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Lots of street art.

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Important: I’ll take this moment to say that we went with people very familiar with the BeltLine and comfortable with this walk. If you undertake this walk on your own, please educate yourself on the train lines. Some trains do still run on these tracks and you do not want to be roadkill.

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^^Artist Hadley Breckenridge created this mural, entitled “The Highball Artist” which shows paint dripping off the Lucile Ave bridge. You are supposed to imagine a train dragging the paint through the tunnel…

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… and then bursting out on the other side. One of my faves.

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Way to stick the landing, girl.

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This house has definitely seen better days. But honestly, I think it’s T’s dream house. Pre-made skylight, and for a fraction of the cost.

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Artist Santiago Menendez created this installation, entitled “Meet Me at the Crayons”.

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^^T found herself a solid guy to chat up. Solid as in steel. Artist Jac Coffey created this piece, entitled “Railroad Workers”.

I found an empty spray paint can (littered around the area, tsk, tsk) and pretended I was doing some street art. I told you: many, many moments of silliness.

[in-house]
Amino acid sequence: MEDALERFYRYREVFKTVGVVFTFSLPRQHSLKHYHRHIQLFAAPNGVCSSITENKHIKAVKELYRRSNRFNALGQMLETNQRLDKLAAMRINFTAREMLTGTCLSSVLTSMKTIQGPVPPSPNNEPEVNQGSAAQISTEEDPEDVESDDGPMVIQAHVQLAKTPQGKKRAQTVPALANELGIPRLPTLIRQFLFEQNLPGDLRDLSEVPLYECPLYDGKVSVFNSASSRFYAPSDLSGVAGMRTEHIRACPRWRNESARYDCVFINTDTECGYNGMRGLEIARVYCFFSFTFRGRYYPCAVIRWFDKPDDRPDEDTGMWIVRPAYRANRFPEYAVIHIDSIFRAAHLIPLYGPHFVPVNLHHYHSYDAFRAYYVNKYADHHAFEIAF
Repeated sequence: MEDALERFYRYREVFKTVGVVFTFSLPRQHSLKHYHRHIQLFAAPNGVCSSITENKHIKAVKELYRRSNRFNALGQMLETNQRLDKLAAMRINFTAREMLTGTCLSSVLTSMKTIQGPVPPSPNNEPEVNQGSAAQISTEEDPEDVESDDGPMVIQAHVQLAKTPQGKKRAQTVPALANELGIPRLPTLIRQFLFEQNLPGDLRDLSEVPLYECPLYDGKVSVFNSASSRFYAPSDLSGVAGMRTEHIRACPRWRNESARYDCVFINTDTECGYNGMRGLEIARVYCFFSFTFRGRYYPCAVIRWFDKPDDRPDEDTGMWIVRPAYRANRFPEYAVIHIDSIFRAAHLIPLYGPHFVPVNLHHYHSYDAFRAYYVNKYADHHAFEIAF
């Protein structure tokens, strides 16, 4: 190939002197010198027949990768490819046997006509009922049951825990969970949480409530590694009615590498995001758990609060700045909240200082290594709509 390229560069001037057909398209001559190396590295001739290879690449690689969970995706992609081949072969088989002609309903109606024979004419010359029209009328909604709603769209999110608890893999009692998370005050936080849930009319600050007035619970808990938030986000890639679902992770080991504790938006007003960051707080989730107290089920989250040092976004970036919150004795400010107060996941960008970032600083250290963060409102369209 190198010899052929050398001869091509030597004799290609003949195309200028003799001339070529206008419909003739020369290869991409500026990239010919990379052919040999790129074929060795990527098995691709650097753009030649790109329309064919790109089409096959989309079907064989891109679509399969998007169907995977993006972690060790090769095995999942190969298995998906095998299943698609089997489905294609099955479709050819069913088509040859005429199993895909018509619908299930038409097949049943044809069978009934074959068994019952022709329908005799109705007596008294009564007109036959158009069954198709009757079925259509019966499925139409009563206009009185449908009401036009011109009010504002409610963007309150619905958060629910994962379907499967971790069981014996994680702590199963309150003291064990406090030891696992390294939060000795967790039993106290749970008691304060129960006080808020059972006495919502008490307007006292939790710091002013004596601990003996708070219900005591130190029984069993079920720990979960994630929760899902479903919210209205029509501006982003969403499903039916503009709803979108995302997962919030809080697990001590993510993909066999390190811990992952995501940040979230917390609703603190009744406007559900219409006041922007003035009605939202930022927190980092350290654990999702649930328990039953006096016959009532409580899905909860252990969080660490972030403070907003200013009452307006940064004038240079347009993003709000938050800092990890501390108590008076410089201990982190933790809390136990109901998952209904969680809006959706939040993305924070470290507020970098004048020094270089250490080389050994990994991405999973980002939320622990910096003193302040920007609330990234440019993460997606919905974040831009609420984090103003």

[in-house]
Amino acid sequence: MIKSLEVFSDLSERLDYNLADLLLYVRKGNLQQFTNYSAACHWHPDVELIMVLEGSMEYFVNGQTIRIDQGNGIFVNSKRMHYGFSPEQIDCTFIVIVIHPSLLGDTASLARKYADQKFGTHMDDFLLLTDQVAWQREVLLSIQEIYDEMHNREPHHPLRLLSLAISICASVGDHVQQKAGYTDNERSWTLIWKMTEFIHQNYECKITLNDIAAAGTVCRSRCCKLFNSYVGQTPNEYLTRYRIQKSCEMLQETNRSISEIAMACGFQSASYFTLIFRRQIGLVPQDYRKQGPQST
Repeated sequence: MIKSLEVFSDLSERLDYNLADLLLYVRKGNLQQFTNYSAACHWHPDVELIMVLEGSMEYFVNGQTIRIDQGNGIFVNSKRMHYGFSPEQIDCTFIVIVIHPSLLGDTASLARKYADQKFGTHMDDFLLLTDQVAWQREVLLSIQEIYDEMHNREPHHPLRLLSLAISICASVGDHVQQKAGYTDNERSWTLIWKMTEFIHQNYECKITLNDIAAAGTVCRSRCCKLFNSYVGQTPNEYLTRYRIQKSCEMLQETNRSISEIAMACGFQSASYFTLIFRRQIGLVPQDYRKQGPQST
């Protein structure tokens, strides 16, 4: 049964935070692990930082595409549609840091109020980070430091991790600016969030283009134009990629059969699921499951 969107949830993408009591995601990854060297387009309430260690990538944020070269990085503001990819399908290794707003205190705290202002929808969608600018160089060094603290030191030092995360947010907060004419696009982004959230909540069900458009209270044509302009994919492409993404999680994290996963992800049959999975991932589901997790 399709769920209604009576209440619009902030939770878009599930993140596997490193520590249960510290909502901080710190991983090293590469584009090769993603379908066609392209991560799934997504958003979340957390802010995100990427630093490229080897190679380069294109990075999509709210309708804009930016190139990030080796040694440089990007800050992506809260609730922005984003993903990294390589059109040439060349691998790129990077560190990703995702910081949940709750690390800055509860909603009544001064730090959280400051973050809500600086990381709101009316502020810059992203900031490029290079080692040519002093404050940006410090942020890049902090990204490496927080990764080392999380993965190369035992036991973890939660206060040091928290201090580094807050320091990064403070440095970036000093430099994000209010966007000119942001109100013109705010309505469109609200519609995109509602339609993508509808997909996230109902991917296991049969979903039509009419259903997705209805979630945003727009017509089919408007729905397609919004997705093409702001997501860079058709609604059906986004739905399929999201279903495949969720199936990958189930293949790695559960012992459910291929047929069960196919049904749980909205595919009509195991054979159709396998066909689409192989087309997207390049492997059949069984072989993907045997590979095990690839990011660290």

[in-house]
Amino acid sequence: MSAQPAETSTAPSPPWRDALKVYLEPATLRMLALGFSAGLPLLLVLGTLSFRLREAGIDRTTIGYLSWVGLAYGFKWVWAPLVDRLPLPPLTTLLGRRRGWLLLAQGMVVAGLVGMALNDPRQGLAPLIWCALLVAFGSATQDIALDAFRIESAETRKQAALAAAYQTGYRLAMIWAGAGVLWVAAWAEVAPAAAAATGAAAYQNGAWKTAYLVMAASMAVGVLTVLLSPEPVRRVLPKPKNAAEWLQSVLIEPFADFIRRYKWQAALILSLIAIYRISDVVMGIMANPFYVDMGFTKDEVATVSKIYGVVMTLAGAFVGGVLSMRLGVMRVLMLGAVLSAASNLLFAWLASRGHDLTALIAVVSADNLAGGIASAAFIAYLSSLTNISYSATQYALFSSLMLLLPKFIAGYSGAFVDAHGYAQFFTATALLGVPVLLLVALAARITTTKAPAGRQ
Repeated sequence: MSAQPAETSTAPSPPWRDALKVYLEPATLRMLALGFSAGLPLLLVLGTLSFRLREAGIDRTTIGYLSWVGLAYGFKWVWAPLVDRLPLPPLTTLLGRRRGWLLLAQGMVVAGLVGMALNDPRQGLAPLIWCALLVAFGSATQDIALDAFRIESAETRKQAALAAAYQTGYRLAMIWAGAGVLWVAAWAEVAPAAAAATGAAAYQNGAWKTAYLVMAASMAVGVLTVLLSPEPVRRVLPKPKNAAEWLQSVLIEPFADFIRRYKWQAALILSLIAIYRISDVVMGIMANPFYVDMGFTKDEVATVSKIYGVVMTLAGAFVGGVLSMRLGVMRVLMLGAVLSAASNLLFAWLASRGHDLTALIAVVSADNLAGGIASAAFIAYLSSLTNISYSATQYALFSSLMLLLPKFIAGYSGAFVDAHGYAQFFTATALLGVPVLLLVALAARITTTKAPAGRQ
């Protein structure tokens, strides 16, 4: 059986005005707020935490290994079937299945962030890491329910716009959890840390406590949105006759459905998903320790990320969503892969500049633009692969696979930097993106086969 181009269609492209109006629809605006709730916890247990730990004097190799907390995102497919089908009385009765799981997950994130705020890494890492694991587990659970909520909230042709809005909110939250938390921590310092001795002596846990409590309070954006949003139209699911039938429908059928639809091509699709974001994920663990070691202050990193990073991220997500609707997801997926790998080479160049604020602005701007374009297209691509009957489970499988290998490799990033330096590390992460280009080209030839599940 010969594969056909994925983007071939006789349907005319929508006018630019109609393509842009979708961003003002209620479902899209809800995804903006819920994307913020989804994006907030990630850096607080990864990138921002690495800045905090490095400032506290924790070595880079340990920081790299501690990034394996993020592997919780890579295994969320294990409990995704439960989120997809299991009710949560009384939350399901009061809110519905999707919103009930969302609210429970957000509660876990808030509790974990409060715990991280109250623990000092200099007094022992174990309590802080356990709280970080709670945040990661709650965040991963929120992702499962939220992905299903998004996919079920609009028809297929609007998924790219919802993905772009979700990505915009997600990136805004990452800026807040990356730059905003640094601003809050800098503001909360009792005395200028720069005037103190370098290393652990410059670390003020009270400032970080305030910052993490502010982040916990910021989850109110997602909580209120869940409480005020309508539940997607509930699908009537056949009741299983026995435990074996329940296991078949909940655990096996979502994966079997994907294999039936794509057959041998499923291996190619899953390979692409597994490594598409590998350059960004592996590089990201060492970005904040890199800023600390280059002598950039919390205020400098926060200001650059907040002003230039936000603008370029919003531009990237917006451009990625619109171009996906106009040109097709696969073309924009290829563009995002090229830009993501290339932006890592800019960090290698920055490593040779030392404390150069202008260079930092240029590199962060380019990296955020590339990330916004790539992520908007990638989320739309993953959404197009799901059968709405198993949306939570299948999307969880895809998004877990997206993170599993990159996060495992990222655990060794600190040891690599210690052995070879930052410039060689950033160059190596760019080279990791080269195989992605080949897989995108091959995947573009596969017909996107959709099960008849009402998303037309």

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Artist David Landis made this sculpture of a rhino head, entitled “Northern White”.

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My dentist, Dr. Alex Rodriguez, made this sculpture, entitled “Whirling Wheels”.

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At the 10.25 mile marker on the Eastside Trail. I’m making a muscle face because by this time we’d already walked 18.5 miles #fistpump

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What a nice group of people to spend nearly 10 hours with!

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We took the road less traveled that day, and it has indeed made all the difference.


  • Awesome adventure! Thanks so much for sharing. This is something I've been wanting to do since moving here a few years ago. How much of this could be done on a mountain bike, do you think? Are there any points at which you thought the areas were dangerous for say, two people? I bet the BeltLine has come a long way since 2013, too.
  • Valerie
    Great blog! Thank you for the read!
  • Suzanne
    Thank you for explaining the Belt Line!! I'm definitely going to walk it!!
  • Denise Britti